When Petaluma Valley Hospital personnel heard that the Sonoma County Safe Streets Coalition wanted to put up a billboard warning against texting while driving, they saw an opportunity to address a problem that they say sends many people to the hospital.
The billboard — which went up along Highway 101, just south of Petaluma, on March 18 — is part of a countywide campaign by the Sonoma County Safe Streets Coalition, aimed at curbing distracted driving. Sonoma County Supervisor Shirlee Zane organized the Safe Streets Coalition in 2011, after a series of pedestrian and bicyclist deaths were tied to distracted driving. The billboard was dedicated Monday morning at a ceremony at Petaluma Valley Hospital, attended by Zane, fellow Sonoma County Supervisor David Rabbitt and about 30 other people.
"The Highway 101 billboard is one we lease for the promotion of Petaluma Valley Hospital Services," said Wendi Thomas, director of nursing over the Emergency Department of PVH. "We were thrilled to get the opportunity to donate that leased space for a two-month period so the 'Park your phone while you drive' message could be more visible to all who live in, work in, or visit our community."
According to the National Highway Traffic Safety Administration, distracted driving accounts for almost 20 percent of all vehicle crashes. Thomas said that during the spring and summer, teens become especially busy with end-of-school-year events, like prom and graduation, making the timing of this billboard installation particularly pertinent.
"With the return of warm weather, families are on the road on vacation," she said. "We need to be vigilant throughout the year about safety, but it helps to get this message out when more motorists are on the roads."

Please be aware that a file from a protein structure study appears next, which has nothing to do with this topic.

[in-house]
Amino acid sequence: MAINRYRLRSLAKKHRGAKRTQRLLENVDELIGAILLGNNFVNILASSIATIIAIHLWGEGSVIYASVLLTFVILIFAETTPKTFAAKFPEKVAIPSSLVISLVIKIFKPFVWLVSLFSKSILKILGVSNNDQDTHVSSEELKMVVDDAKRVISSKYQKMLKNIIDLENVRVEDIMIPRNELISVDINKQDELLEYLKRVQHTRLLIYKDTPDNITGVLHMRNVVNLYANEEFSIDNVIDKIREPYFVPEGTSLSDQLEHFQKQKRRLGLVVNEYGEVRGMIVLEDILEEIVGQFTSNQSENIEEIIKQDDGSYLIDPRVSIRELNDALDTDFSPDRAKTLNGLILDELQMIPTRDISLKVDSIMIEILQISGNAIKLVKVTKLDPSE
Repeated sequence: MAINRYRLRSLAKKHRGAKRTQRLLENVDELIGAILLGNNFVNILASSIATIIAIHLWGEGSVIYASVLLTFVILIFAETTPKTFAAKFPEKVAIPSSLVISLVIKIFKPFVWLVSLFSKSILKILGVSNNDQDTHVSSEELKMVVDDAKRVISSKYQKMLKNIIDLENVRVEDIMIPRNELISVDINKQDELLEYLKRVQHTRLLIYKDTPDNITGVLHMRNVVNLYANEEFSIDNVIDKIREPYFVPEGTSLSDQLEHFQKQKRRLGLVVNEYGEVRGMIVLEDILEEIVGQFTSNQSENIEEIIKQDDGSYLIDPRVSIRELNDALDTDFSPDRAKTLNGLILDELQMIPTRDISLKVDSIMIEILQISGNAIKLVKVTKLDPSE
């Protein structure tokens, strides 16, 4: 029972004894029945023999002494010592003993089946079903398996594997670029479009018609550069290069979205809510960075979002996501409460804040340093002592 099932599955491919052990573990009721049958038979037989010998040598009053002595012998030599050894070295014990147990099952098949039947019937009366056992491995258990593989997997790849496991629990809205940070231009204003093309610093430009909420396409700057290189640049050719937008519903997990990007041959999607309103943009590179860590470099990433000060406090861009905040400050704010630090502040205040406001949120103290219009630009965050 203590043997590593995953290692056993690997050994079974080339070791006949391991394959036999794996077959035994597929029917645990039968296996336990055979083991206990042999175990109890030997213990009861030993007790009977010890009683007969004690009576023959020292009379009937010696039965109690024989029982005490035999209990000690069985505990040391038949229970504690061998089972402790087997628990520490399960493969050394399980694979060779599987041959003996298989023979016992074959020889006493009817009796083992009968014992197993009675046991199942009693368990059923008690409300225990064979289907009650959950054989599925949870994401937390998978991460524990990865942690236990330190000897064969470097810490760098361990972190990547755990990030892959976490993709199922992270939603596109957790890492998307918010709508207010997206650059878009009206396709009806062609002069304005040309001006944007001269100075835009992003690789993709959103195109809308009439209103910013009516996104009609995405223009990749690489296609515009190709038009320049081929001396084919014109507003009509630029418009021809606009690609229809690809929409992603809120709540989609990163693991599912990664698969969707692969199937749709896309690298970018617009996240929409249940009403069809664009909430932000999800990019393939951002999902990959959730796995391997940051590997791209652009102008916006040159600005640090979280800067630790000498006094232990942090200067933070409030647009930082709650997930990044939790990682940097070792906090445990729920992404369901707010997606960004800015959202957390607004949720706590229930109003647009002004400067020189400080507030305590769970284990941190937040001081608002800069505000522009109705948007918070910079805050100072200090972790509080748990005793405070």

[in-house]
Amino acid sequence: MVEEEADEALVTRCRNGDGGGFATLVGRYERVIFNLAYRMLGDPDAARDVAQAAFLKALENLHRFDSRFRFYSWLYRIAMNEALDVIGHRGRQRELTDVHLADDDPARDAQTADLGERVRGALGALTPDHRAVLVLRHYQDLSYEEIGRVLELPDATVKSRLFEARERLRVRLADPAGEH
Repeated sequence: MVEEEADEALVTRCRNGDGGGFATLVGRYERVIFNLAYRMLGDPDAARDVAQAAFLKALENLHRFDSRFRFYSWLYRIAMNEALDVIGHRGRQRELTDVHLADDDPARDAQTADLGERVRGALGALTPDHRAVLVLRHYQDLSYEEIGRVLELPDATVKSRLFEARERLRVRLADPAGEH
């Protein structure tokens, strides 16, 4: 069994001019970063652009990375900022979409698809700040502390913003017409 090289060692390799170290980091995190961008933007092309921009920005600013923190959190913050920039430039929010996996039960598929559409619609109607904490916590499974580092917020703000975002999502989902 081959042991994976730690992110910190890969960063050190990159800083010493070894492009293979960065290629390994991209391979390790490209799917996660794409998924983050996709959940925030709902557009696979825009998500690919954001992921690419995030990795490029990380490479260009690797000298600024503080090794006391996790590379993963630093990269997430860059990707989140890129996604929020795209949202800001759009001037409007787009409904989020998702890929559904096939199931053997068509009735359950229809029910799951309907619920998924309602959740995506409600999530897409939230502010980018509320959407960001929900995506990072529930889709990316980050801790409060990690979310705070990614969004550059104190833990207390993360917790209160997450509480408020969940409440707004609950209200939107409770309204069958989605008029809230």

Thomas pointed out that PVH works very closely with law enforcement and local fire departments to save the lives of people who suffer injuries in vehicle crashes. This first-hand experience with the often tragic effects of distracted driving prompted Petaluma Valley Hospital to donate its billboard space at the south end of town to the cause. For the past three years, St. Joseph's Health — which runs both Petaluma Valley and Santa Rosa Memorial Hospitals — has been urging local motorists to take an online pledge against texting while driving.
Thomas said that the hospital's partnership with the coalition to discourage texting while driving is a natural extension of its current public outreach programs. "It's a mission we take very seriously as our community's go-to provider of emergency care," Thomas said.
According to the National Highway Traffic Safety Administration, distracted driving is becoming an epidemic in America. The NHTSA said that text messaging while driving creates a crash risk 23 time worse than driving while not distracted and added that 11 percent of all drivers under the age of 20 involved in fatal crashes were reported as distracted at the time.
Petaluma Police Traffic Sgt. Ken Savano recently said that while distracted driving statistics are hard to come by because it is difficult to prove that texting was the cause of a collision, it's clear that a large number of people are driving distracted on a regular basis in Petaluma. He described it as perhaps more dangerous than drunken driving.
Petaluma's new billboard will advise drivers to "Park the Phone While You Drive," which is the coalition's campaign slogan. Zane said she has been deeply saddened by the rash of pedestrian and bicycle injuries and fatalities in the county recently and was compelled to try to prevent future collisions.